In a letter to Samuel Kercheval dated July 12, 1816, Thomas Jefferson wrote, “I am certainly not an advocate for frequent and untried changes in laws and constitutions.”

Since 1816, there have been more than a few changes to both America’s’ federal laws and even the Constitution itself. In all likelihood, Jefferson and the other founders of the United States would scarcely recognize the nation they sacrificed to establish.

The states, intended by America’s founders to enjoy governing primacy in all but a few enumerated areas of political power, now find themselves as both dependents of the federal government’s financial largess and frequent subordinates to its authority.

At America’s founding, the federal government had few meaningful resources, very little infrastructure and was, by all accounts, the very definition of limited government. It was created by states that saw mutual benefit in ceding some of their autonomy and authority in well-defined areas for their common good.

Many Americans view a return to the founders’ model of public governance as a proven formula for American success and prosperity. Unfortunately, that affinity for America’s founding is easily characterized and confused with a desire to literally return to the social and cultural norms of a much earlier period in American history.

A federalist form of government under which states enjoy a high degree of self-governance is not the enemy of progress. In fact, America’s federalist design is far more innovative than the emerging one-size-fits-all big government approach, because it gives citizens the choice to both reward and penalize state governments for the public policy choices they make.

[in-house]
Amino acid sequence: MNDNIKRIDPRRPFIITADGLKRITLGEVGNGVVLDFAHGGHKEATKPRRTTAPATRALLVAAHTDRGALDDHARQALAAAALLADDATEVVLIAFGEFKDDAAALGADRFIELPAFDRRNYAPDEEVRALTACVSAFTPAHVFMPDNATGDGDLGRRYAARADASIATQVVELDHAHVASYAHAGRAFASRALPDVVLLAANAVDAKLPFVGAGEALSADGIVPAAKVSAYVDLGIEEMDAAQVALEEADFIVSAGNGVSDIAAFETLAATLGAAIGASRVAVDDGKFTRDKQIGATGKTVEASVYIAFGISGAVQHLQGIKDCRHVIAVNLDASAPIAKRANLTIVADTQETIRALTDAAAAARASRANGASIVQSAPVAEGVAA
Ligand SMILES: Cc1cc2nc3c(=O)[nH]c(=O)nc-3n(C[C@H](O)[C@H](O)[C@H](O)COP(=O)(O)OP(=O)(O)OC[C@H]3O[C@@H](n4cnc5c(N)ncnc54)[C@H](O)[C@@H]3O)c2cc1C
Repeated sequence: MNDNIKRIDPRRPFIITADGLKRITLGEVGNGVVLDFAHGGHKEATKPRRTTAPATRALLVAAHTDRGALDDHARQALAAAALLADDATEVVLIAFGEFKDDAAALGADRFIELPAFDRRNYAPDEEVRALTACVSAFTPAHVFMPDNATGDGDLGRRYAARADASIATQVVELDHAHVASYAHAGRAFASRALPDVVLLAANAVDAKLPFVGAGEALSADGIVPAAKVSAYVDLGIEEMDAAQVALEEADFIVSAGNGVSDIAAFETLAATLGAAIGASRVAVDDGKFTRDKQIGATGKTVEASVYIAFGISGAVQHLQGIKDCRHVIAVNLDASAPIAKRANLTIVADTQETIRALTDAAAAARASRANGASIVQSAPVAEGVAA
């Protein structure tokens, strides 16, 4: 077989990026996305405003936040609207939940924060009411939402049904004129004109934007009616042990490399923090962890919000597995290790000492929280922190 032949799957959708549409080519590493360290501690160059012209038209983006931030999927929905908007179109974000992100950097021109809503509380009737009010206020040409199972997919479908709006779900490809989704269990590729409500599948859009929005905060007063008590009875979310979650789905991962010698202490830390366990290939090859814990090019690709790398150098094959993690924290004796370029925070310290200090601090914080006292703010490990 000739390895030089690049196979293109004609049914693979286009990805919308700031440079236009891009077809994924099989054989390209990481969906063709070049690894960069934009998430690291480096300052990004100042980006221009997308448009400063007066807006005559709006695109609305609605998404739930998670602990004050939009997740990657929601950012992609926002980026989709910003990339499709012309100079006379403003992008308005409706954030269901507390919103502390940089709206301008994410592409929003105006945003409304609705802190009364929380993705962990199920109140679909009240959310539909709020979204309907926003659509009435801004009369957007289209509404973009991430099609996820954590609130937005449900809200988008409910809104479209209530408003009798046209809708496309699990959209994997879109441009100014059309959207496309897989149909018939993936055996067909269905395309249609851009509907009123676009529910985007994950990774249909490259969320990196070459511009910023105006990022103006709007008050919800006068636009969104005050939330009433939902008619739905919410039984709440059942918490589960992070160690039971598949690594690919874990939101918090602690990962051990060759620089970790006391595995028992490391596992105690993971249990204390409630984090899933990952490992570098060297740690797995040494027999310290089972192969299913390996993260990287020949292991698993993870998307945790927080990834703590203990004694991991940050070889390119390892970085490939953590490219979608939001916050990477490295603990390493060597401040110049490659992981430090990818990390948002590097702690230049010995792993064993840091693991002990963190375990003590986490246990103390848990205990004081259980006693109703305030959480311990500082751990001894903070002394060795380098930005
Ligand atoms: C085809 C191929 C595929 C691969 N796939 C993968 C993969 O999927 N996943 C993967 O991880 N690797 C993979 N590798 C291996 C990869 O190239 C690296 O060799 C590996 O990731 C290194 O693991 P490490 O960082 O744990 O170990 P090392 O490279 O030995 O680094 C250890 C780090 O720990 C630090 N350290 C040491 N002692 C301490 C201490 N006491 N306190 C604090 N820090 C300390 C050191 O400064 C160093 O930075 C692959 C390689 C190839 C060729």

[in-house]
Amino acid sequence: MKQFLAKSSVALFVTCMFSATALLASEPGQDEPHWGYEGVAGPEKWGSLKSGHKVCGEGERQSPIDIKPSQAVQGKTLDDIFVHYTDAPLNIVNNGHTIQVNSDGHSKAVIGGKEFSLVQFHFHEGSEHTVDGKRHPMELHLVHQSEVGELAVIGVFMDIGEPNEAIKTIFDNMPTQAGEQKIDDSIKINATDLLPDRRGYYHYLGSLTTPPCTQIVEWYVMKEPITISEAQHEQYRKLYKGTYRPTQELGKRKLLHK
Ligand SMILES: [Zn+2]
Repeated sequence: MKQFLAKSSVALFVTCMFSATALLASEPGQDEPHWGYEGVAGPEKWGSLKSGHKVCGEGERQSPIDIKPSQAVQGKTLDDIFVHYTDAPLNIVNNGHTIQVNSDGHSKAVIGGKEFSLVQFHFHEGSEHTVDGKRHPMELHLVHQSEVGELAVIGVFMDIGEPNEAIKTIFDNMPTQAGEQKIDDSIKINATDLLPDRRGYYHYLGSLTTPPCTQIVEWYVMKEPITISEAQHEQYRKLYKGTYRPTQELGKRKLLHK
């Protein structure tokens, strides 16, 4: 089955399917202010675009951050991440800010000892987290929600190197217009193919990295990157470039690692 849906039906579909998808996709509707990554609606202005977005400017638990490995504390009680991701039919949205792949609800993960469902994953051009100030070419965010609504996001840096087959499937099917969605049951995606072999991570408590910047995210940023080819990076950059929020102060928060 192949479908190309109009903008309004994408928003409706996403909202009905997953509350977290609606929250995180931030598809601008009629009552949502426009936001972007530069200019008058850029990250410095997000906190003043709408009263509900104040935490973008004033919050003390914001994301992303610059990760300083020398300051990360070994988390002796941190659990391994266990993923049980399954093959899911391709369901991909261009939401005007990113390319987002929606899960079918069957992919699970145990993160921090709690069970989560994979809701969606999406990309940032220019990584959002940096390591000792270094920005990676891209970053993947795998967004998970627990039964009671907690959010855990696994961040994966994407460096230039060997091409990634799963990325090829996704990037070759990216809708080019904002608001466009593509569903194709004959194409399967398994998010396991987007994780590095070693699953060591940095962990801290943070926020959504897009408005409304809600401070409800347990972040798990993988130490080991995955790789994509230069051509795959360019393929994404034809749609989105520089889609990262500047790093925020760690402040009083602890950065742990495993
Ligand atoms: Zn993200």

The emergence of a powerful federal government has mitigated the consequences of many state policy decisions and removed some choices from the states entirely. At the same time, federal action creates a convenient political excuse for state laws and regulations that seem to produce poor results.

Many Americans might be surprised to find that Jefferson, an ardent critic of consolidated federal power, understood the need for American governments to change over time.

In the same letter in which Jefferson expressed his reluctance to frequently modify laws, he nevertheless noted the importance of accepting and embracing change.

“[L]aws and institutions must go hand-in-hand with the progress of the human mind,” wrote Jefferson. “As that becomes more developed, more enlightened, as new discoveries are made, new truths disclosed, and manners and opinions change with the change of circumstances, institutions must advance also, and keep pace with the times.”

Jefferson appreciated the need for institutional flexibility that accommodates change, but he rejected the idea that a strong federal government was best situated to achieve that goal. His unique perspective may have been lost in the annals of history, but America needs to again understand that restoring the intended role of the states in our government is the right recipe for progress.

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